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Knowledge management evolution: Where we stand today

"80 percent of what a company 'knows' resides in its employees' minds, while only 20 percent reside in repositories such as file shares, documents and wikis."

That's according to a 2007 article by Boeing, in which the company profiled its knowledge management initiatives. It's a pretty compelling statement, no matter who you are. This article was written three years ago, yet many of its concepts around knowledge management continue to ring true.

You might think, if we're still addressing the same issues, does this mean we haven't progressed? Absolutely not. We're just improving on how we address them.

Over the course of the past few decades, our focus has progressed from capturing data, to sharing information, to retaining knowledge. Knowledge management was something many considered abstract and without tangible benefits. This article clearly shows the benefits of how knowledge management can be a market differentiator.

However, while this was only three short years ago, 2010 is a very different world. We "get" that capturing, retaining, and sharing knowledge is crucial to preserving employee expertise, sharing best practices, and accelerating innovation. But a crucial speed bump has surfaced as a result of all these activities: Which pieces of knowledge are most important to the organization?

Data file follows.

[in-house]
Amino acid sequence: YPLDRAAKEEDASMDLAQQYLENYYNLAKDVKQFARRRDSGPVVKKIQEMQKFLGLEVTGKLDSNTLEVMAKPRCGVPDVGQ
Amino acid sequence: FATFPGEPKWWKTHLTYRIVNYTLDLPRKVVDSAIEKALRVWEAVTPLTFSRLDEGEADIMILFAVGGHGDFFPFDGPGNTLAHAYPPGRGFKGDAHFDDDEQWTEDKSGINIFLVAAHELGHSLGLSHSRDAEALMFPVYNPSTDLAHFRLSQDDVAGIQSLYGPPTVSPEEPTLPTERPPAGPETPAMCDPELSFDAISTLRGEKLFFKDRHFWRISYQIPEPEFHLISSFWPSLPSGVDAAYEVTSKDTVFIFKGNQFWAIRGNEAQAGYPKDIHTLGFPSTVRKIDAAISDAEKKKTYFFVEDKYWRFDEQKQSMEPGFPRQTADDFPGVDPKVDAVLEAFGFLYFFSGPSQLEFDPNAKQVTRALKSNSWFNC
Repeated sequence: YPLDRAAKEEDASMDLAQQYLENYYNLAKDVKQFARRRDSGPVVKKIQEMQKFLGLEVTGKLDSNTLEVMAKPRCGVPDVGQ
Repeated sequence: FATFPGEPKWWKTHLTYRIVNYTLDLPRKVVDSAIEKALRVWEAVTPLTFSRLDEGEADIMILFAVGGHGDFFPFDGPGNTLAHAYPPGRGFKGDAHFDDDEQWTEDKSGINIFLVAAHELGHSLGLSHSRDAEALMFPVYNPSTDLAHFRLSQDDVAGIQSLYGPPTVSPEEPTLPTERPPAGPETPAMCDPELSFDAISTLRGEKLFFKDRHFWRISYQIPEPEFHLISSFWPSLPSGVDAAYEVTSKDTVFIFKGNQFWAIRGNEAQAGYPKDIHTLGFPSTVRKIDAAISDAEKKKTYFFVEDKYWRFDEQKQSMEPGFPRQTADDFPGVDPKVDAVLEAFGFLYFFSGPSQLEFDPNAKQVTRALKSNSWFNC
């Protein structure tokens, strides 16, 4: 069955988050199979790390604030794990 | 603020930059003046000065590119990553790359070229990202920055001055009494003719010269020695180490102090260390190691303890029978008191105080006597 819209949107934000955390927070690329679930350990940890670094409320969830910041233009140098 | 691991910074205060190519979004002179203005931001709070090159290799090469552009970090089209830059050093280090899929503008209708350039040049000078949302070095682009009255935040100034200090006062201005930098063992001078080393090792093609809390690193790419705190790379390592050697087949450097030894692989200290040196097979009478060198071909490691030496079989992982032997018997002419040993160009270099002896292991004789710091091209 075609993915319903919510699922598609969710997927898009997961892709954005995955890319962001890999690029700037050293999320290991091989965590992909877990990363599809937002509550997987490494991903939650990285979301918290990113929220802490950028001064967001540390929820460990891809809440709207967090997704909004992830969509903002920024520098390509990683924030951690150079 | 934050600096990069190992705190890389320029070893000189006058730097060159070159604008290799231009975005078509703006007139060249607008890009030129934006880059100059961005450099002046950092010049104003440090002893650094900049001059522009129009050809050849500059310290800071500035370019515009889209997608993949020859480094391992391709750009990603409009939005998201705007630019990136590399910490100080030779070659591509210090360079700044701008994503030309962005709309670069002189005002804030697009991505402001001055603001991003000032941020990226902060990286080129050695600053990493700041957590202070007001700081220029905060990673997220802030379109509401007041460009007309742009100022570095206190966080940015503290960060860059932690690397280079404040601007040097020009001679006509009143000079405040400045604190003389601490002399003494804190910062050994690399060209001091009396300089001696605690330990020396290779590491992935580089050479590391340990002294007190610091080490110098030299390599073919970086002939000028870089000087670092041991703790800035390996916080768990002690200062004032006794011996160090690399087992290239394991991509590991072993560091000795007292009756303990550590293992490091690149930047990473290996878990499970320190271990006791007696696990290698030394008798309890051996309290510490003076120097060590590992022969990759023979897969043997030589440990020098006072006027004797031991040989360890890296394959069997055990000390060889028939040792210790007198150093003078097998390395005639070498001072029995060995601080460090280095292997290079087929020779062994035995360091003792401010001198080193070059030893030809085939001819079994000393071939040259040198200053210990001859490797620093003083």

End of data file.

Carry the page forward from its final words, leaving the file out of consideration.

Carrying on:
With a company such as Boeing -- which has approximately 160,000 employees spread across multiple business units around the globe -- you have a lot of smart people, each with their own buckets of knowledge.

But not every drop in those buckets is going to be useful to the company. So while you might have a comprehensive system of processes, tools, methods, and techniques to capture knowledge, the question now becomes how to identify and make available the most relevant information, while keeping people from being overwhelmed by TMI (too much information).

Enter the social phenomena. Necessity is the mother of invention, as they say. And social tools are the perfect launching pad for organizations looking to take their knowledge management initiatives to the next level.

You might liken social knowledge management to Darwin's natural selection for knowledge creation and retention. It helps organizations weed out the "good" information from the "bad." Knowledge of value naturally bubbles up when individuals rate, comment, tag, etc. The bad naturally goes by the wayside through lack of "popularity."

As the Boeing article states, not all people, practices, departments, or companies manage knowledge in the same way. A non-invasive platform that provides structure, but allows for flexibility and capitalizes on the way people naturally work, is going to be most effective.

And Boeing got it right when it had its Engineering, Operations, and Technology organization drive the knowledge management culture. Just as you wouldn't launch your product without testing it, you wouldn't drop in a knowledge management initiative without a beta version to work out the kinks. Once a framework is established, it's much easier for other departments to pick it up and tweak it for its own specific needs.

Boeing sets a great example for us all in how to approach, implement, and maintain a knowledge (or social knowledge) management system. My key takeaway: It's not a one-size-fits-all solution, and managing knowledge is not a goal in and of itself. It is a holistic process that involves people, processes, and technology.

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